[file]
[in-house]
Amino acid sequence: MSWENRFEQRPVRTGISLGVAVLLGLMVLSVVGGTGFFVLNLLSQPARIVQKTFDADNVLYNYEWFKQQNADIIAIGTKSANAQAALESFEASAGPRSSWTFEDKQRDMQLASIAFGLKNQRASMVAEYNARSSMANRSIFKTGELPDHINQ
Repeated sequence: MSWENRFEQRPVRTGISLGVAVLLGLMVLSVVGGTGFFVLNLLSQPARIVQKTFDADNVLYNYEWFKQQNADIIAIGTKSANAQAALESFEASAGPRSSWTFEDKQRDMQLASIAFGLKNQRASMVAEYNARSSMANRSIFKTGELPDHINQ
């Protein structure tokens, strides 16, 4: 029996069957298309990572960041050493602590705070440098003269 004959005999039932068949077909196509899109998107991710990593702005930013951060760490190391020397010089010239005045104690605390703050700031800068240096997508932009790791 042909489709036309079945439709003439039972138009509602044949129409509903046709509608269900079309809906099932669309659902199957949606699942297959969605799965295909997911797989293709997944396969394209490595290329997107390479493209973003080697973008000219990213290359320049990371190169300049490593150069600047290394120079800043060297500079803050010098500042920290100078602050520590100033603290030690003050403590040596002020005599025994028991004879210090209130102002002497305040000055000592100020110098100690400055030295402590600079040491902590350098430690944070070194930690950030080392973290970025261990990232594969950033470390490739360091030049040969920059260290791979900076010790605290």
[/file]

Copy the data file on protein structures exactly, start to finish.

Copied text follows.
[in-house]
Amino acid sequence: MSWENRFEQRPVRTGISLGVAVLLGLMVLSVVGGTGFFVLNLLSQPARIVQKTFDADNVLYNYEWFKQQNADIIAIGTKSANAQAALESFEASAGPRSSWTFEDKQRDMQLASIAFGLKNQRASMVAEYNARSSMANRSIFKTGELPDHINQ
Repeated sequence: MSWENRFEQRPVRTGISLGVAVLLGLMVLSVVGGTGFFVLNLLSQPARIVQKTFDADNVLYNYEWFKQQNADIIAIGTKSANAQAALESFEASAGPRSSWTFEDKQRDMQLASIAFGLKNQRASMVAEYNARSSMANRSIFKTGELPDHINQ
């Protein structure tokens, strides 16, 4: 029996069957298309990572960041050493602590705070440098003269 004959005999039932068949077909196509899109998107991710990593702005930013951060760490190391020397010089010239005045104690605390703050700031800068240096997508932009790791 042909489709036309079945439709003439039972138009509602044949129409509903046709509608269900079309809906099932669309659902199957949606699942297959969605799965295909997911797989293709997944396969394209490595290329997107390479493209973003080697973008000219990213290359320049990371190169300049490593150069600047290394120079800043060297500079803050010098500042920290100078602050520590100033603290030690003050403590040596002020005599025994028991004879210090209130102002002497305040000055000592100020110098100690400055030295402590600079040491902590350098430690944070070194930690950030080392973290970025261990990232594969950033470390490739360091030049040969920059260290791979900076010790605290």